The influence of cyber risk on insurer ratings is likely to be neutral or gradual as long as insurers continue take a cautious approach to the business, according to Fitch Ratings.
At its recent cyber conference in New York, Fitch Ratings analysts said they expect cyber insurance business to be ratings neutral for most highly-rated insurers with sound underwriting, particularly since cyber represents a relatively small part of overall risk exposure and insurers are taking a cautious approach to growing coverage due to uncertainty about cyber claims potential and how to price claims.
“Controlled growth, as part of a diversified portfolio, coupled with continually enhanced underwriting standards, would generally be credit neutral,” Fitch said.
However, the ratings firm warned that aggressive growth in cyber — or a high portfolio concentration — would be credit negative, “as underwriting, pricing and reserving uncertainties would outweigh the potential earnings growth benefits.”
Cyber business has so far been profitable for early market entrants that see it is an opportunity for business growth and diversification. The proliferation of connected devices and the large amounts of personal data held by organizations are increasing cyber risk. Regulation will drive demand for cyber insurance, particularly in the financial services sector.
This is not the first time Fitch analysts have urged caution. They also urged caution in May after noting that ransomware attacks in more than 150 countries showed the widening scope of corporations’ cyber risk exposure and were likely to increase demand for insurance.
The analysts at the New York conference earlier this month described a scenario where cyber exposure is continuing to grow, profit margins are likely to shrink and some insurers are likely to suffer losses.
As the cyber insurance market develops, Fitch analysts see competition likely eroding profit margins and new underwriters with limited experience entering the market, underpricing cyber risk or accumulating large concentrations of cyber exposure relative to the overall business and capital.
They warned that cyber attacks on electronic grids or transportation systems, large cloud intrusions and mass “denial of service” attacks could give rise to large claims. Cyber insurance buyers at the Fitch conference cited exposure to vendor systems as an area of particular concern.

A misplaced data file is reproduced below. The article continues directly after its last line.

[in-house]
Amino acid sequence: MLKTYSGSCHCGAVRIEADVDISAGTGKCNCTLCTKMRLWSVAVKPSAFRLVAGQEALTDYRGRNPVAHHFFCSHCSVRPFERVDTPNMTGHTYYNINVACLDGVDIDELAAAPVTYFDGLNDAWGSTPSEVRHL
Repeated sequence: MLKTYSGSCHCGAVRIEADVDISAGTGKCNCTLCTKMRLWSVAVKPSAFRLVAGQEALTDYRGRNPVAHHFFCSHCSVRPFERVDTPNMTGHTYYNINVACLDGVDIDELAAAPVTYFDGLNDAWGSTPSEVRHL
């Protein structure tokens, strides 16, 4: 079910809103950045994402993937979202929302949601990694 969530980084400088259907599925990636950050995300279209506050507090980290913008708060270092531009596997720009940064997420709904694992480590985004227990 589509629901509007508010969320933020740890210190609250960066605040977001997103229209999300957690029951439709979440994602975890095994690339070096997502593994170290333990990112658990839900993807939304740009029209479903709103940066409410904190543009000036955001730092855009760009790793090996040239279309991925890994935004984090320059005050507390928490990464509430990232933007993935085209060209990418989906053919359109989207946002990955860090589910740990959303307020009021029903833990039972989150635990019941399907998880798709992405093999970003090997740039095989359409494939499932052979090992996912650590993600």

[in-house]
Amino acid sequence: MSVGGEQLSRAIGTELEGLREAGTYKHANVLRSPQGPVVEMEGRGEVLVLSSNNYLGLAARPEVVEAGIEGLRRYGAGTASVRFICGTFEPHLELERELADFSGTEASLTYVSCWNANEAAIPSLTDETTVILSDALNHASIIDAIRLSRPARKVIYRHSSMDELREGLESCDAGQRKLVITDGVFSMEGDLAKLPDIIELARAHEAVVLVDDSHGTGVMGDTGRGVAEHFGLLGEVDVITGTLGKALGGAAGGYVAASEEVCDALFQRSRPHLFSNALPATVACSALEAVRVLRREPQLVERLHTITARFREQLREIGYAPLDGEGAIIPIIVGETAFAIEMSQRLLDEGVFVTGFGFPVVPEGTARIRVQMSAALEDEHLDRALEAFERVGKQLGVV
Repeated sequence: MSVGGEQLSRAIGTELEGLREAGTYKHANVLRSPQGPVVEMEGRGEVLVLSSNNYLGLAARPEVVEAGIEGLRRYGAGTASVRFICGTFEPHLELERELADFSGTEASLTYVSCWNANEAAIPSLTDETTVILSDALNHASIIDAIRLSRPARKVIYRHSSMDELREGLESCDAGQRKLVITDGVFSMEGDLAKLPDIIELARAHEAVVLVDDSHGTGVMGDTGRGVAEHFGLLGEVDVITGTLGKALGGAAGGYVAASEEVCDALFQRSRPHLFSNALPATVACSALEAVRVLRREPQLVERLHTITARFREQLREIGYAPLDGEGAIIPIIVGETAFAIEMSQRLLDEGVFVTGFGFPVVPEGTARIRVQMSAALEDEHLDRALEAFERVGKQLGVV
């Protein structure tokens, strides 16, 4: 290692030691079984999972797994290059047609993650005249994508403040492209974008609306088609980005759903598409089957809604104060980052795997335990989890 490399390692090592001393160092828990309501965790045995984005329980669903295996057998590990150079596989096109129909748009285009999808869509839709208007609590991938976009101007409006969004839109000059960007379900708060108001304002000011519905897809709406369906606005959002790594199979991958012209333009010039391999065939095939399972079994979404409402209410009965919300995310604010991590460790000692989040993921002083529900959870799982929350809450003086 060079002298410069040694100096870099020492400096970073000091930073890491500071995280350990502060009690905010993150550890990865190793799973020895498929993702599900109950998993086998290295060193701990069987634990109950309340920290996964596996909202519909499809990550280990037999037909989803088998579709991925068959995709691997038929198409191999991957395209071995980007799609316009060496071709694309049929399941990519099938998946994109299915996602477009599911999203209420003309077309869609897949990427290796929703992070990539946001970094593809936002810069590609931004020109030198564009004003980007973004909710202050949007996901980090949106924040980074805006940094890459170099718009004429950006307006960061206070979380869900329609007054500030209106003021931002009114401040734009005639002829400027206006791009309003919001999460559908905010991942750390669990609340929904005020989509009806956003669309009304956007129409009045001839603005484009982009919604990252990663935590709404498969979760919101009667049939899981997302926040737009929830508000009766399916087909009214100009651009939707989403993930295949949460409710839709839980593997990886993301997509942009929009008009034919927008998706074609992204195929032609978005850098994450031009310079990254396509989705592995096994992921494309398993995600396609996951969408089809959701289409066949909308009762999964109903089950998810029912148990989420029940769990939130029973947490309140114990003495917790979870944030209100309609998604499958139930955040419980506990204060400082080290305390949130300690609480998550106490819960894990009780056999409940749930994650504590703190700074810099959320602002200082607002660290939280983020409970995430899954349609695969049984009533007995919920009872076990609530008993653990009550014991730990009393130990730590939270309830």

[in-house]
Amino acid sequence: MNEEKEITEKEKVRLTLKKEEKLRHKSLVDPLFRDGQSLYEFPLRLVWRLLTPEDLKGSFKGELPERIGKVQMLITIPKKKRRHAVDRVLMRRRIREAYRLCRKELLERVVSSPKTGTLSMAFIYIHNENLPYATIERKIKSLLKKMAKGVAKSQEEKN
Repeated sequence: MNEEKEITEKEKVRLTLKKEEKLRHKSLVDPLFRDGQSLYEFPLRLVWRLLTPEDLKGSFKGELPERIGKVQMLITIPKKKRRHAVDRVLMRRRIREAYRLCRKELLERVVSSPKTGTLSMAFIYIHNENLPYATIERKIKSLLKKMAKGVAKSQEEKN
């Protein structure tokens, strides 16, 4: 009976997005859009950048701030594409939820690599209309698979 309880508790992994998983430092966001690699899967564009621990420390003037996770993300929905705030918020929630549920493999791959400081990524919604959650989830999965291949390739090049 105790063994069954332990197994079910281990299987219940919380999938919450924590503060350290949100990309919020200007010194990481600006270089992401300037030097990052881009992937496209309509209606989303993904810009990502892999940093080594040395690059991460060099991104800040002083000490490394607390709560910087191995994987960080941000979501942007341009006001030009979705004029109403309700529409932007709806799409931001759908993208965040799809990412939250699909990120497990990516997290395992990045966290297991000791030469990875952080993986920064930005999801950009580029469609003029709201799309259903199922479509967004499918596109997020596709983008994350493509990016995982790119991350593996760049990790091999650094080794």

Cyber exposure could generate material losses for some insurers, given the possibility of unpredictable extreme events and also the risk from what analysts termed “silent” cyber exposure that insurers may not have recognized within traditional commercial insurance products. Silent cyber exposure means insurers not actively writing standalone cyber insurance may still be exposed to cyber losses.
Brokers at the conference conference highlighted the potential for disputes and litigation over claims where coverage may be unclear. Insurers are gradually introducing specific cyber policy language, sub-limits and exclusions to contracts to limit silent exposure, attendees noted.
Property/casualty insurers wrote $1.35 billion in direct written premium for cyber insurance in 2016, a 35 percent jump from 2015, according to reports by Fitch Ratings and A.M. Best. More than 130 insurance organizations reported writing cyber premiums last year.
Overall, cyber insurance was profitable — the direct loss ratio decreased from 51.4 percent in 2015 to 46.9 percent in 2016. A.M. Best attributed the decline to the majority of reported cyber attacks being related to ransomware heists, on which losses were well below the deductibles and a simple backup recovery worked to prevent negative long-term effects.
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